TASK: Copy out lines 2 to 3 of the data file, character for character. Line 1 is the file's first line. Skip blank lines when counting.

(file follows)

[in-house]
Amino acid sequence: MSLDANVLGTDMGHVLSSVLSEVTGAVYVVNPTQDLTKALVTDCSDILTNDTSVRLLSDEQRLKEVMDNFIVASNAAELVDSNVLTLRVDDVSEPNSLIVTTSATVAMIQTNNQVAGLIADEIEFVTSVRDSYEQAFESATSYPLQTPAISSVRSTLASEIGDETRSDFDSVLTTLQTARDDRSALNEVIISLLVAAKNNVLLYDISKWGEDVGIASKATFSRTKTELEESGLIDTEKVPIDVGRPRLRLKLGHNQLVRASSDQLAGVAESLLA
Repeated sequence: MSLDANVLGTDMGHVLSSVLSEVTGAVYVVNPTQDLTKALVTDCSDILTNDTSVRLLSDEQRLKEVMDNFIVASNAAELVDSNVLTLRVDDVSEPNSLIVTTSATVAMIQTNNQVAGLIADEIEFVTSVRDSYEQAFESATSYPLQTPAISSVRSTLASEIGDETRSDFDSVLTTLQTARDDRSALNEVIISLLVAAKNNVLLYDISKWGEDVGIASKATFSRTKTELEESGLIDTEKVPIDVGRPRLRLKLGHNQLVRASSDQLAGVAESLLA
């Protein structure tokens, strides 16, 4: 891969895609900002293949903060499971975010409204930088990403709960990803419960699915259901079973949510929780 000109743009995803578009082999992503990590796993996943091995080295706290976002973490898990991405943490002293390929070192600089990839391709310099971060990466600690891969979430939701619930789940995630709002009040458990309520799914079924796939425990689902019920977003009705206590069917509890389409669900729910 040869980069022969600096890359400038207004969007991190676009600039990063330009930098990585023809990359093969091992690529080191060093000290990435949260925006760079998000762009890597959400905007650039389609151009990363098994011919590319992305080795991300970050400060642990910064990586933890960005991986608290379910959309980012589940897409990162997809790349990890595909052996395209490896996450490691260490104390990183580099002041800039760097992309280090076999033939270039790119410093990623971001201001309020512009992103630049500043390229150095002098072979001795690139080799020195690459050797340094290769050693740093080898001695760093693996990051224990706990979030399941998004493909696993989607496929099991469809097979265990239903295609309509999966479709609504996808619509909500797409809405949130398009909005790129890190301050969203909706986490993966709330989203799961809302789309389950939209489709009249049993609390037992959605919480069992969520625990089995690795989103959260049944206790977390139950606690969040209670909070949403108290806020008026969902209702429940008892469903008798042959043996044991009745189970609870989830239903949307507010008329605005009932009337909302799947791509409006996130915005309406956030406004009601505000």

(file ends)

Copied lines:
Amino acid sequence: MSLDANVLGTDMGHVLSSVLSEVTGAVYVVNPTQDLTKALVTDCSDILTNDTSVRLLSDEQRLKEVMDNFIVASNAAELVDSNVLTLRVDDVSEPNSLIVTTSATVAMIQTNNQVAGLIADEIEFVTSVRDSYEQAFESATSYPLQTPAISSVRSTLASEIGDETRSDFDSVLTTLQTARDDRSALNEVIISLLVAAKNNVLLYDISKWGEDVGIASKATFSRTKTELEESGLIDTEKVPIDVGRPRLRLKLGHNQLVRASSDQLAGVAESLLA
Repeated sequence: MSLDANVLGTDMGHVLSSVLSEVTGAVYVVNPTQDLTKALVTDCSDILTNDTSVRLLSDEQRLKEVMDNFIVASNAAELVDSNVLTLRVDDVSEPNSLIVTTSATVAMIQTNNQVAGLIADEIEFVTSVRDSYEQAFESATSYPLQTPAISSVRSTLASEIGDETRSDFDSVLTTLQTARDDRSALNEVIISLLVAAKNNVLLYDISKWGEDVGIASKATFSRTKTELEESGLIDTEKVPIDVGRPRLRLKLGHNQLVRASSDQLAGVAESLLA